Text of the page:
I think this war is such an exposure of the truth about ourselves, about Ukraine, part of which was terra incognita not only for me, but also for many of my compatriots for a long time, until 2014 and after. Therefore, I think it’s very good. I believe in transparency, a clean page, a kind of tabula rasa, from which one must build something further. And I love that we get to know our real selves. I find it healing.
And what if it turns out that our real collective portrait is very different from the one painted by Ukrainian poets Tychyna or Sosiura?
It’s not an «if», it’s an accomplished fact, as far as I’m concerned. And that’s great. You just need to continue working with it properly. All this is mostly a consequence of the failed informational education policy. This huge difference between different parts of Ukraine is, to some extent, my and your responsibility too.
Should Ukraine still become more Ukrainian? What does it even mean to be a Ukrainian Ukraine now?
I guess I don’t know what that means. It’s very black and white for me at this particular moment. That is, there is Ukraine, and there is an enemy, according to this wonderful slogan «Love Ukraine or f*ck you...» That’s it, there are no other conversations! In one way or another, you work for Ukraine, supporting the economy, you work for the army or for some volunteer mission, you work in any way to bring this victory closer. And then, there will be other conversations. Now it’s just primarily a link in Maslow’s pyramid, the Ukrainian one.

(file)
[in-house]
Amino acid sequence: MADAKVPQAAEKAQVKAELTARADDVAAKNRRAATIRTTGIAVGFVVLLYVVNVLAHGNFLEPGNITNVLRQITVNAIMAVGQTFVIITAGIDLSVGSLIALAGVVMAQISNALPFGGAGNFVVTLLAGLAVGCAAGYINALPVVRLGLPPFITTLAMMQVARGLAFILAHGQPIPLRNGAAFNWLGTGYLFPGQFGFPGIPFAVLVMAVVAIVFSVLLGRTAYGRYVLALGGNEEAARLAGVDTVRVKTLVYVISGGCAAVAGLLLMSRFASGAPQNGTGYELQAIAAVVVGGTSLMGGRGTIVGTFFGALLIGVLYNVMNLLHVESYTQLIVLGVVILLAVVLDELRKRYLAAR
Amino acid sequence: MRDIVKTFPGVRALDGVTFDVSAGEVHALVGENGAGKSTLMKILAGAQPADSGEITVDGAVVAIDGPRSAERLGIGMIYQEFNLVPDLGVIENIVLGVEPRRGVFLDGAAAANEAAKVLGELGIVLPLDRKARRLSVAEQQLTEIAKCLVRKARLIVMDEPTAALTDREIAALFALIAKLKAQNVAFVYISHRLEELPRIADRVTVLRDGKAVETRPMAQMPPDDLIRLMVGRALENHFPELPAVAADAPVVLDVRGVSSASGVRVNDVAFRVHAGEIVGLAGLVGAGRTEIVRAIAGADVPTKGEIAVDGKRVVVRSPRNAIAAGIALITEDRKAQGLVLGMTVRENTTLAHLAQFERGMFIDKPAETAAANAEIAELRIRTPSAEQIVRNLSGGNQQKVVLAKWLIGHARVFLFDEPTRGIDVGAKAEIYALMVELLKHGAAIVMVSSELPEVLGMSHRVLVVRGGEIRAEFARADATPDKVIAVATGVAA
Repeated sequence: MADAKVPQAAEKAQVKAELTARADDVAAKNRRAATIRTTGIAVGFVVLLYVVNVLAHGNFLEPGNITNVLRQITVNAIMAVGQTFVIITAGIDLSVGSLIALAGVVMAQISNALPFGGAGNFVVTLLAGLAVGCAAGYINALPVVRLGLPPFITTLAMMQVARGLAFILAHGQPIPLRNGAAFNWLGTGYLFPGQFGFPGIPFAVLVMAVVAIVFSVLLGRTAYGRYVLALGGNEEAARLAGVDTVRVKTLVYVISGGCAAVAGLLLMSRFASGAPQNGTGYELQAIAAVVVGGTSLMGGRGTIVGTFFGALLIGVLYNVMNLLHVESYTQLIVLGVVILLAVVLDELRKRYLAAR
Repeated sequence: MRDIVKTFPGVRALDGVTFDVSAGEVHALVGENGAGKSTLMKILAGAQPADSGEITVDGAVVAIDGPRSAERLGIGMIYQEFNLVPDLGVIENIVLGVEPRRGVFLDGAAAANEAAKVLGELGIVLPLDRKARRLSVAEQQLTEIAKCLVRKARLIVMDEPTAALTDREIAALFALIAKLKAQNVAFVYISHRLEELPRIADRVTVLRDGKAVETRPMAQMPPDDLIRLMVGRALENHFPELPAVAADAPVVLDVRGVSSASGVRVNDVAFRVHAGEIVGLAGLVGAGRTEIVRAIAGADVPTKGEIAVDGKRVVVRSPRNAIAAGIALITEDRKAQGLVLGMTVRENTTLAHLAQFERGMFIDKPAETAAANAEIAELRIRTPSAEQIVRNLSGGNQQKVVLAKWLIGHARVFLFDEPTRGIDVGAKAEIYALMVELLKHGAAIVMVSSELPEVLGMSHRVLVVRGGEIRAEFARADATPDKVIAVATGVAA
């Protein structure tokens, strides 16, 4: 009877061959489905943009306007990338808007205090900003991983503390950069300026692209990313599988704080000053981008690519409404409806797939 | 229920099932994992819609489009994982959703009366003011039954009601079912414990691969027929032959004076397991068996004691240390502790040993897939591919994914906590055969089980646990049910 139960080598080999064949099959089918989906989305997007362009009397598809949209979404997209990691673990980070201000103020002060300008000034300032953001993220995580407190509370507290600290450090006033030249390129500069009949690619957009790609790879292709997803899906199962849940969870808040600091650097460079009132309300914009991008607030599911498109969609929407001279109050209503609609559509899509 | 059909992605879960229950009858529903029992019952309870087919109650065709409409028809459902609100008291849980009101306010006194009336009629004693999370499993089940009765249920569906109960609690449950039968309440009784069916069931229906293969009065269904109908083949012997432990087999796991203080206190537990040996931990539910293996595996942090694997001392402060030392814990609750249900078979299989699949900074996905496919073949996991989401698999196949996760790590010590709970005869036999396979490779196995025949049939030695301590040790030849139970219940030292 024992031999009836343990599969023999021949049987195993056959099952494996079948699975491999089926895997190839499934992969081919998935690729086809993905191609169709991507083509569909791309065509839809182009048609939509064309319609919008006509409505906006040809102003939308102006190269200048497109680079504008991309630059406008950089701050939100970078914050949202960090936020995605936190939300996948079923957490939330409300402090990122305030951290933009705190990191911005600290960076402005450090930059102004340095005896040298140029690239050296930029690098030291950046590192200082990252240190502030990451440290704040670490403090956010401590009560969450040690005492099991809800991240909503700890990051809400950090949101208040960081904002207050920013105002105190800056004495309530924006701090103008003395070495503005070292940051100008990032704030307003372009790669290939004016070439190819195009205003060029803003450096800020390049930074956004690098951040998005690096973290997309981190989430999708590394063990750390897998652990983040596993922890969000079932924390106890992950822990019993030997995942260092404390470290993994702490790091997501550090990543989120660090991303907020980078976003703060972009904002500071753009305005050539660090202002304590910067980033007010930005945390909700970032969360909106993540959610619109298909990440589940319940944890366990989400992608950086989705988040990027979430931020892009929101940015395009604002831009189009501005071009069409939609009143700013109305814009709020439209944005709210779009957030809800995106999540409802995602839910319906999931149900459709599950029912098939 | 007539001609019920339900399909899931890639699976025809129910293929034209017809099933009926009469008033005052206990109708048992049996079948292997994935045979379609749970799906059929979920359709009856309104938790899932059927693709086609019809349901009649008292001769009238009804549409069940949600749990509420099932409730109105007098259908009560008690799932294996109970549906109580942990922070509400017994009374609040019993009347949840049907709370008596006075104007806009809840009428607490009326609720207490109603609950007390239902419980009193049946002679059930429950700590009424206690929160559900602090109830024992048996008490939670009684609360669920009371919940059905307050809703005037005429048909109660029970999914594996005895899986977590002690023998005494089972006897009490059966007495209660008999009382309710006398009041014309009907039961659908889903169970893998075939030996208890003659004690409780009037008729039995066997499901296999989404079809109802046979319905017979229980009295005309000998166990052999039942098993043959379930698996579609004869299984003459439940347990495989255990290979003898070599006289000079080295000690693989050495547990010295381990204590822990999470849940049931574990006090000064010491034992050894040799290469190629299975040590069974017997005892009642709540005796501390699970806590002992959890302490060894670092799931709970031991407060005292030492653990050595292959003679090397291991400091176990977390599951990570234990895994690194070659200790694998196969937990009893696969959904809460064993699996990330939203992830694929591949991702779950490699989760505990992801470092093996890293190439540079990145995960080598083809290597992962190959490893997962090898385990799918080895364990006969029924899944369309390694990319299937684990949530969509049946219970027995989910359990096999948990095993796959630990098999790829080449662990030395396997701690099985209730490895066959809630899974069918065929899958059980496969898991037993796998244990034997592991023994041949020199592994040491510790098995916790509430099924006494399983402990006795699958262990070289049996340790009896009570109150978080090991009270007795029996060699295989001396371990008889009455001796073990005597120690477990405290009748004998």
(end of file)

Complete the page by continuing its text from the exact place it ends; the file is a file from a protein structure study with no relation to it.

You have a very awe-inspiring attitude towards the Ukrainian language, at least it was like that before the war.
Just before the war, it was very liberal for me.
We often have to hear: «I will not speak Ukrainian simply because our guys at the front speak Russian.»
They have the right to speak even the language of the natives of Papua New Guinea. And you either speak Ukrainian, or go to the place where you are «closer» in terms of conversation. I know it’s very radical, that it’s black and white, but I’m telling you honestly how I feel. That is, I can tell here and now that everyone has the right to give definitions, historical circumstances, all these things – it’s all very interesting.
You can say: «We are democrats, we want to go to Europe.»
No-no-no, now there is no democracy, now there is war! This cannot be. This is a question of survival, in general, of the future existence of Ukraine. Democracy will come later.
You returned after your first trip and spent several months in Canada. How did you do there, did you recover?